Best regards,


    • J Guengerich on 2 December 2012 at 6:49 am

      Beautiful clock body!

  2. J Guengerich on 2 December 2012 at 6:47 am

    Hi Paul, this is a great companion to the video series in the Master Class program. Thanks for all the work and care in putting these together.

  3. Dave on 24 April 2013 at 5:36 pm

    I am a bit late to the party but have a dimensional question. I have looked throughout the blog more than once and can’t make sense of the length of the rails and the width of the panel. Overall width of clock (ie. length of top and bottom) is 9 7/8″. Distance in from ends to inside of stopped dado is 1 3/4″ each end. This leaves clear distance between dados as 6 3/8″. Adding 5/16″ stub tenon at each end of rails (or sides of panel) gives an overall length of rails (or width of panel) to be 7″. Cut list calls for 7 3/4″.

    I can’t believe I am the first to ask this question. Either that or I am totally missing something. Can someone please clarify.

    Thanks, Dave

    PS Any chance of seeing photo of bottom of clock showing undercarriage and cove? Or is it necessary to purchase this project to see that info?

    • Paul Sellers on 24 April 2013 at 6:00 pm

      You are the first and I am not sure where we are with it. I will check soon and get back to you.

  4. steve gemmell on 4 May 2015 at 8:00 pm

    Hi Paul I really enjoy all your videos and I’m making a wall clock but where do you get the clock faces from many the steve

    • Paul Sellers on 4 May 2015 at 9:46 pm

      You can buy them from Axminster in the UK or Lee Valley Veritas in the USA or Canada.

  5. Eric Uglem on 15 July 2017 at 7:24 pm

    I watched your entire 8 episode wall clock build with great interest as you have become my favourite new woodworker, in fact I have also ordered a few of the tools you use. Thankyou for that. My biggest problem is with finding the wood for the project and for any of the projects I have wanted to build over the years. I live in Canada on the prairies, and I have NEVER been able to find clear pine of the thickness you are using at any lumberyard or home centre EVER in my entire life and I’m 64. It really irks me when I see projects in American woodworking magazines like a six board chest for example (Mike Dunbar) that he just went down to his local home centre and picked up 12” x 1” thick clear pine boards! They don’t exist here, and we have one of the largest pine forests in the world.( Saskatchewan)The argument being that we Canada ship all our best wood to the states, which may be true, I don’t know.If I want a pine board, it’s a special order at my lumberyard and I certainly won’t have the luxury of being able to pick it out and it will only be a 1 by. and full of knots, Ridiculous.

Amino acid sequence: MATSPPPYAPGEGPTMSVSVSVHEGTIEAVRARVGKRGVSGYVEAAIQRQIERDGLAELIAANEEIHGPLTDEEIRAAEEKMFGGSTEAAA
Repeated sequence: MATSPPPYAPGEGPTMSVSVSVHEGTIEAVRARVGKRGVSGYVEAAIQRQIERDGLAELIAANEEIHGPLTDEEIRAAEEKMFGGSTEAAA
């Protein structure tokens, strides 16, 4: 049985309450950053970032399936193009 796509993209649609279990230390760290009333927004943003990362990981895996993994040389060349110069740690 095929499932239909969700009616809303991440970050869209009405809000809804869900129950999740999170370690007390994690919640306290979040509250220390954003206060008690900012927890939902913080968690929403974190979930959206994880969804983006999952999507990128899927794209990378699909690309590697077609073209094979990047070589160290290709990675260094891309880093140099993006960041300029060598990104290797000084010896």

6. Eric Uglem on 4 August 2017 at 2:44 am

    7\8 ths of an inch? Ridiculous.

    • Paul Sellers on 4 August 2017 at 7:17 am

      In what way? Let me guess, you like metric only!!! Imagine life without imperial measurements. How drab if the whole world worked only in metric!